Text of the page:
Scary, revisitedPhilippine Daily Inquirer
For the second time, a division of the Court of Appeals has invalidated Justice Secretary Leila de Lima’s creation of a second prosecutorial panel to investigate the 2011 killing of Palawan environmental activist and radio anchor Gerry Ortega. The five-member Special 10th Division found that De Lima committed “patent grave abuse of discretion” when she violated the Department of Justice’s “specific rules of procedures” governing the review of criminal cases. As with the first time, however, the CA failed to address the general public’s concerns about the fugitive status of the petitioners themselves—wealthy, well-connected politicians who went into hiding just before the warrants for their arrest were issued.
That De Lima chose to ignore the recommendations of the first panel of prosecutors she had herself convened, and instead proceeded to convene a new one, is not without its mysteries. But we fail to see how this sequence of events rises to the level of grave abuse of discretion “tantamount to lack of or in excess of jurisdiction.”
The Special 5th Division declared the second panel invalid four months ago, for essentially the same reason. In unusual language, that division aired its concern about possible abuse by the government’s lawyer-in-chief. “Scary!! With all its resources it behooves … the State to balance the scales in what would otherwise be an uneven contest between an individual versus the State.”
But as we noted last November in this space, the case involving the suspects Joel and Mario Reyes, former governor and former mayor, respectively, was more complicated than the court assumed. “The CA is only right to place the highest premium on a suspect’s civil liberties, precisely because a criminal case can be a decidedly uneven contest. But is that in fact the reality of the Ortega case? If anything, it is the State that labors under a disadvantage.”
The State continues to be at a disadvantage. The Reyes brothers remain in hiding; it takes either unusual good luck or considerable resources to outrun a warrant of arrest, and to this day the brothers remain out of sight and out of the government’s reach. Whatever happened to the legal axiom that holds that “flight is an indication of guilt”?
We should also note that the brothers had filed two petitions before different divisions of the CA, a course of action not readily available to everyone.
In the new ruling, which voids the second panel’s findings that the brothers should be prosecuted for Ortega’s murder and instead advances the first panel’s conclusions absolving them of involvement, the CA makes much of the supposed “chaotic situation” that now surrounds the case. By establishing the second panel, the court said, De Lima “only caused disorder in what could otherwise have been an orderly administration of justice.” If only De Lima had followed the DOJ’s own rules, it said, “the chaotic situation … could have been very well avoided.”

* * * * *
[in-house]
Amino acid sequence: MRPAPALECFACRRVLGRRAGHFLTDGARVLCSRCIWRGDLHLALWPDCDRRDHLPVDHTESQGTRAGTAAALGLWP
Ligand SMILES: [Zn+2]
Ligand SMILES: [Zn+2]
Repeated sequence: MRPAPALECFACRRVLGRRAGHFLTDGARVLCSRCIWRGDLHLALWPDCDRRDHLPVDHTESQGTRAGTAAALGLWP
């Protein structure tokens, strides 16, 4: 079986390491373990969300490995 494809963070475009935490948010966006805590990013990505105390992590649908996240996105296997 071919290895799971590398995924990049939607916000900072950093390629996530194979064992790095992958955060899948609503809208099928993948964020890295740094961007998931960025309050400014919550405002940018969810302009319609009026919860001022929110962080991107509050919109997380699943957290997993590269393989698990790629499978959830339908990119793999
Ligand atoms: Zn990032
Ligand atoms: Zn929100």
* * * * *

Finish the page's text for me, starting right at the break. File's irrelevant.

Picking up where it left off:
Maybe. But one can also argue that the chaos is judge-made. Both divisions of the CA noted that the justice secretary had the last say on whether criminal charges should be brought before the court. As the Special 10th Division phrased it: The justice secretary “can, consistent with the rules, modify, affirm or reverse the findings of either of them (referring to the panels).”
Isn’t that exactly what De Lima did? The only difference we can see is that she did not reverse the first panel’s recommendations by fiat; she set up a second panel, to give the matter a fresh look. And yet the CA found that she “failed to observe the procedural rights of petitioner and violated the guarantees of due process.” This flies against the basic principle, pointed to in Justice Noel Tijam’s dissenting opinion and recognized by the Supreme Court, that the DOJ chief has “superior authority” in prosecuting offenses.
We think the CA’s overzealous focus on a procedural aspect of the case scants the substantive issue. Indeed, as the Tijam dissent also points out, the DOJ had “ordered the creation of more than one panel” in other cases, most prominently in the Ampatuan mass murder case—and none has been “struck down for having been issued with grave abuse of discretion.” By impugning De Lima’s creation of the second panel, then, the court, by a 3-2 vote, overrides the justice secretary’s own conclusion that the work of the first panel was inadequate, and that new evidence warranted a fresh take.
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